We were lucky enough to have Ghishlaine, the lead career advisor for engineering students at the University of Bath, deliver a LinkedIn workshop for WESBath.
LinkedIn is an invaluable platform for advertising yourself to future employers and making useful connections with industrial professionals. We received advice on many different aspects of using LinkedIn:
Enhancing your profile: make the best impression to future employers
The headline is the piece of text that appears with your name on profile searches. As a student actively applying for jobs, the degree course and university should be clear in your headline.
NOTE: LinkedIn will actively update your headline to your most recent job, which may be a part-time university job, or a recently completed placement. This means the fact that you are a student gets lost so remember to check and change this!
The summary is a key part of a LinkedIn profile. It should be:
- Personal, unique and engaging
- Approximately 300 words
- Keyword rich – ensure the keywords are technical and career focussed
The first 1 or 2 lines are the most important – they are the first section that is seen and the rest will only be read if the first sentence catches the viewers' attention. A suggested structure: “’Mechanical engineering student with 1 year experience in design engineering with MATLAB, CAD and problem solving skills”. This sentence immediately attracts the attention of an employer and you do not waste space with information already in your profile.
The work experience section is very important on LinkedIn and appears first. Ensure this is relevant and up to date and include details of your employment which lets people know more than your CV can give them.
The skills section of a profile is key when employers are searching through profiles. Technical skills should be the focus – everyone will have generic soft skills so make sure that engineering skills are the ones you focus on. Be sure to include different variants (different ways of phrasing) the same skill as different employers will use different terms.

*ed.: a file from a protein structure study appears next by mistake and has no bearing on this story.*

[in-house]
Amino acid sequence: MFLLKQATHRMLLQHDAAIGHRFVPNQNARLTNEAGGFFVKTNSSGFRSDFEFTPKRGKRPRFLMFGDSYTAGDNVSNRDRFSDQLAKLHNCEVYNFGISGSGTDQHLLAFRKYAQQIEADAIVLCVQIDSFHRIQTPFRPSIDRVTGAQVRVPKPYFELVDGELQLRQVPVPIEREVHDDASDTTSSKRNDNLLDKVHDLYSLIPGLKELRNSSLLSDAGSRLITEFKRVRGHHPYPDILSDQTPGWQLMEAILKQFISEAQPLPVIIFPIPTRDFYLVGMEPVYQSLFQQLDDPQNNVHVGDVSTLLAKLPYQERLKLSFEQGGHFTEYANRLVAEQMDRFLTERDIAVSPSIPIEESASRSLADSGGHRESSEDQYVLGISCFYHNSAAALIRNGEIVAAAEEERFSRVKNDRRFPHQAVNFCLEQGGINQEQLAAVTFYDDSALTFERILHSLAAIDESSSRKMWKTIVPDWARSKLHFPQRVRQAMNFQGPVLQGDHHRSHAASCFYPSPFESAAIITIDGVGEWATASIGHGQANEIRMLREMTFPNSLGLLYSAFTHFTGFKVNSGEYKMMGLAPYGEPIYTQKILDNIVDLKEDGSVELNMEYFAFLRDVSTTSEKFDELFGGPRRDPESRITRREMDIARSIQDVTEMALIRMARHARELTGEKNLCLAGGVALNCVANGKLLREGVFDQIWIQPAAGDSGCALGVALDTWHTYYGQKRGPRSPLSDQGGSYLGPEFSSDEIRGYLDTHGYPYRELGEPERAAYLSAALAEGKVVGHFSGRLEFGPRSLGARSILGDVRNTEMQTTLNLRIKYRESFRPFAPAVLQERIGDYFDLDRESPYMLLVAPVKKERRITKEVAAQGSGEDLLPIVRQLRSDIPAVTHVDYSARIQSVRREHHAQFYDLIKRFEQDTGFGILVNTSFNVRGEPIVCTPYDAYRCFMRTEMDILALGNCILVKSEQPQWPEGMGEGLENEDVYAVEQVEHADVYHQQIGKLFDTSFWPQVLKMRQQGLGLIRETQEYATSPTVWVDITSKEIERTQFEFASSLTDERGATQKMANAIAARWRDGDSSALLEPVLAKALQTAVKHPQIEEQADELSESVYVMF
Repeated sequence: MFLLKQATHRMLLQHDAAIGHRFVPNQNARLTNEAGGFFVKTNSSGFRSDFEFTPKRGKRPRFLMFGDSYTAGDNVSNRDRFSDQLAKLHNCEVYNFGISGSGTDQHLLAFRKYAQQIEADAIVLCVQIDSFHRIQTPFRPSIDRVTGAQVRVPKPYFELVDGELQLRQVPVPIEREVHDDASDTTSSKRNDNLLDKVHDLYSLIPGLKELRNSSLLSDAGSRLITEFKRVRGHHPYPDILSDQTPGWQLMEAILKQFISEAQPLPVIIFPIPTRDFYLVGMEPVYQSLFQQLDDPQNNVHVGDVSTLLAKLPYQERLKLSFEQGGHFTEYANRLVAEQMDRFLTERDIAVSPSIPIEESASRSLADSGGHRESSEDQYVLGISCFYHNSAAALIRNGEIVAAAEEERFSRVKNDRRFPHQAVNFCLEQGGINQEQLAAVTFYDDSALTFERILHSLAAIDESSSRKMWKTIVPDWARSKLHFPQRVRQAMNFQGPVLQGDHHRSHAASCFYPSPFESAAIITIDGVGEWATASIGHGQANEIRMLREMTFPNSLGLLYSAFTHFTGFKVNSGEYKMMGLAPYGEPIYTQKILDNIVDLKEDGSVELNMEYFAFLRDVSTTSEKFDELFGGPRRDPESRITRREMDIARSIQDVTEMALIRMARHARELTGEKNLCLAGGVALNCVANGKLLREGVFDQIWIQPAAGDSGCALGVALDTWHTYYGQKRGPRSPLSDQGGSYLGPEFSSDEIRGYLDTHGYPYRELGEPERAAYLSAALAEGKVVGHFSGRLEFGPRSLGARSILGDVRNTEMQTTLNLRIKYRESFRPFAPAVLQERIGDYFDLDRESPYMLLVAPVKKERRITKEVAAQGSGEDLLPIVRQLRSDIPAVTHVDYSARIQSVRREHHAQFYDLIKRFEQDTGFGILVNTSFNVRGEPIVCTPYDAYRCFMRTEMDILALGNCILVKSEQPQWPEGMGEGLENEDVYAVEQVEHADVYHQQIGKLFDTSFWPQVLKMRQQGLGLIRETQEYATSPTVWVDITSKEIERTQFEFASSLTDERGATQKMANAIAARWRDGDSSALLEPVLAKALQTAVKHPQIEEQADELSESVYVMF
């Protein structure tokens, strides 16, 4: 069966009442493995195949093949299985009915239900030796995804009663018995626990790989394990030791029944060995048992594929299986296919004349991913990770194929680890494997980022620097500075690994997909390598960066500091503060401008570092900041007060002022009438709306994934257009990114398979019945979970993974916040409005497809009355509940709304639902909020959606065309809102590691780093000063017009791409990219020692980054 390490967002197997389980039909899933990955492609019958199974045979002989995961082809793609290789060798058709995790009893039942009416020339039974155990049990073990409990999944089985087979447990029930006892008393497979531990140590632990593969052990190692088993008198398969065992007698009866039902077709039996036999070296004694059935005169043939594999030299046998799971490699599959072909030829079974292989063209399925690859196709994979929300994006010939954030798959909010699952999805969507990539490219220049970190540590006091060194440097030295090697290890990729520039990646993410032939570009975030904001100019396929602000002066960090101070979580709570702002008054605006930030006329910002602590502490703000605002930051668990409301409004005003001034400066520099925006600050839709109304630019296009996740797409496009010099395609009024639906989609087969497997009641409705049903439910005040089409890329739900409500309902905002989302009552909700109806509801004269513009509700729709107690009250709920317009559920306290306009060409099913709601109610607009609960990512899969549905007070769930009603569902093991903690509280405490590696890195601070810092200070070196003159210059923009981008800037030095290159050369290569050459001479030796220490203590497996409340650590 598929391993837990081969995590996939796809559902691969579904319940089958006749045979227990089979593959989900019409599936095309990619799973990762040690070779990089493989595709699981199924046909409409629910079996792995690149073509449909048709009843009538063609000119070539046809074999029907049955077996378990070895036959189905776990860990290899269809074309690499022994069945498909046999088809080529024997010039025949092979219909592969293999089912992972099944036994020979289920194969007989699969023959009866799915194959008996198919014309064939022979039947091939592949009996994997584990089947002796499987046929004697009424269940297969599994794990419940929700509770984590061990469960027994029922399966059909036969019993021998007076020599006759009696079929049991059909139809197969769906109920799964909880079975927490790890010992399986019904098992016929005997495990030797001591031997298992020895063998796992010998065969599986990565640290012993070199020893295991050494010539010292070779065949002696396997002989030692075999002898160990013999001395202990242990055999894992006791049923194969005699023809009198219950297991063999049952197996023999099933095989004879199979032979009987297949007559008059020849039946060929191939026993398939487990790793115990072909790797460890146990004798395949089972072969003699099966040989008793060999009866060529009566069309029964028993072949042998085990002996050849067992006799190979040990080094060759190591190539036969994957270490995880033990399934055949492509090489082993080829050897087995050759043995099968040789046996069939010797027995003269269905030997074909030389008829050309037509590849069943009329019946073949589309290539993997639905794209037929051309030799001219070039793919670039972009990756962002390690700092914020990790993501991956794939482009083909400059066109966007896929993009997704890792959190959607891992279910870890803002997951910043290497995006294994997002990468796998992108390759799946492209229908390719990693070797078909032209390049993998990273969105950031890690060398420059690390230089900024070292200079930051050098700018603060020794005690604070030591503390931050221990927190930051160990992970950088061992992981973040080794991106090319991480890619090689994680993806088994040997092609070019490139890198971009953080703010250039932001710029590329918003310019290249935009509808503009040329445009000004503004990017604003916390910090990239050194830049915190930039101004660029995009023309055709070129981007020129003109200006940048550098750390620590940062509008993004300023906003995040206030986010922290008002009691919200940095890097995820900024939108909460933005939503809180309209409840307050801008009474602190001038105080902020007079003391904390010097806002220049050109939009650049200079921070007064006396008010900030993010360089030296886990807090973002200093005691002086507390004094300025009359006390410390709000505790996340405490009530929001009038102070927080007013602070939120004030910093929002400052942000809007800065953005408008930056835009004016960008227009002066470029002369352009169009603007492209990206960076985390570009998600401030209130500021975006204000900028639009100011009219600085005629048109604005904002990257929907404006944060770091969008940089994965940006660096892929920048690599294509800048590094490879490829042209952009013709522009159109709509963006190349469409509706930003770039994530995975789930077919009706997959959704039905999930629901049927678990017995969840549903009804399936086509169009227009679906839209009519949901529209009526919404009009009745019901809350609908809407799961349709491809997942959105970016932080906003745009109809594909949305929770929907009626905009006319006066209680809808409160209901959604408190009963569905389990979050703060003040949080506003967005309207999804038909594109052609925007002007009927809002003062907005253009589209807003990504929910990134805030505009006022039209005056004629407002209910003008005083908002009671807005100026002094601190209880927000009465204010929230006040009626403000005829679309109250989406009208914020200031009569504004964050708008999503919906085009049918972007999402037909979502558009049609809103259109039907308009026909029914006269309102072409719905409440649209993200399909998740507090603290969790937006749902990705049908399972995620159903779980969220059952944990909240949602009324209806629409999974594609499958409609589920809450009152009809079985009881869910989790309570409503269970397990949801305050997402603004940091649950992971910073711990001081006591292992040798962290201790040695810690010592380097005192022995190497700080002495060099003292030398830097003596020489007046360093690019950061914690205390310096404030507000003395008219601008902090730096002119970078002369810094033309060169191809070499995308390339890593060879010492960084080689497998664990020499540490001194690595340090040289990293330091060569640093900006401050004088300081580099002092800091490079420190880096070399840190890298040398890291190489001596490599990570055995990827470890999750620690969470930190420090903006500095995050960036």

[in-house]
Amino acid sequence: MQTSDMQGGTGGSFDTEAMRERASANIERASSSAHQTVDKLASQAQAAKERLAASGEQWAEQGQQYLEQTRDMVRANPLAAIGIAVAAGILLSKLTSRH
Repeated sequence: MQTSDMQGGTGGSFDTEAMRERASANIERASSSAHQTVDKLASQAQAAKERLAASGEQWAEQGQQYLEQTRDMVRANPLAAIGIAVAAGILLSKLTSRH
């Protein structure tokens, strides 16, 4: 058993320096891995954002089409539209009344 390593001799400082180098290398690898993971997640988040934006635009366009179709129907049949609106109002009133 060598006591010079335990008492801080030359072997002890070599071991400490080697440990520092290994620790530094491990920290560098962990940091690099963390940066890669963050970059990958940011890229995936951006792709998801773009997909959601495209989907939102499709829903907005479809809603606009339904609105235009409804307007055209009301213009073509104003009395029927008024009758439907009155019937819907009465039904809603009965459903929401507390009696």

The education is used for University education. When you place your student societies in this section, it can distract from any modules or key skills learnt whilst at university. Be sure to only put societies that are relevant to your career – save the others for the Accomplishments – Organisations section.
A LinkedIn profile with a photograph is so much more likely to be viewed! It makes it personal and allows an employer to feel like they are really getting to know you. Your LinkedIn photograph should most importantly be professional. Ensure a neutral appropriate background and that your clothing is professional.
Many people never think to add to the recommendations section of their LinkedIn profile. However, a recommendation from a previous line manager can really make your profile more attractive. The best approach is to ask a previous line manager for a recommendation and in the process, offer to recommend them as a good manager employer. That way you are both giving and receiving!
Companies and Groups
Once you are happy with your profile, it is important to follow companies you are interested in and join any interest groups. When you follow a company, it will come up on your profile as an interest so be sure to tailor this to the sector which you are interested in. For example, if you are applying for a finance role but have a lot of engineering interests on your profile, an employer may think you are not really interested in the role.
Forming connections: making the most of the LinkedIn profile
Making connections is what LinkedIn is all about. It is a brilliant way to make yourself known to future employers and find out more about companies and industries you are interested in.
Careers fairs: Whenever you speak to employers at careers fairs, be sure to ask for the representatives’ names and connect with them on LinkedIn. This shows to future employers that you are keen and dedicated to find out more about the company.
Adding people you do not know: The search tool on LinkedIn can allow you to find past Bath alumni that may be working in industries you are interested in. Making these connections can impress employers and allow you to network and talk to people with interesting career paths.
Sending connection requests: Whenever you send a connection request, particularly with people you do not know personally, you should always send a personalised invite. Use an informal tone, be upfront with what you would like to achieve from making this connection and be sure to acknowledge shared connections (eg. University of Bath, same course).
Writing Posts and Interacting with Posts
Your timeline will show the activity of your connections. By liking and commenting on posts, anyone who views your profile will be able to see what you have interacted with – which demonstrates your interests.
It is also important to write your own posts. These do not have to be perfect or particularly long, they just need to show your achievements, creativity, skills and interests. The best way to know what to write is to have a look at what other people in your network are writing! It is also a good idea to include photos as these will display at the top of your profile and allows you to develop a portfolio.
We would like to thank Ghishlaine for all of her helpful advice regarding LinkedIn. We hope this will help everyone to improve their profiles and make the most of this incredibly useful platform!
Leah White, 3rd year MEng (hons) Chemical Engineering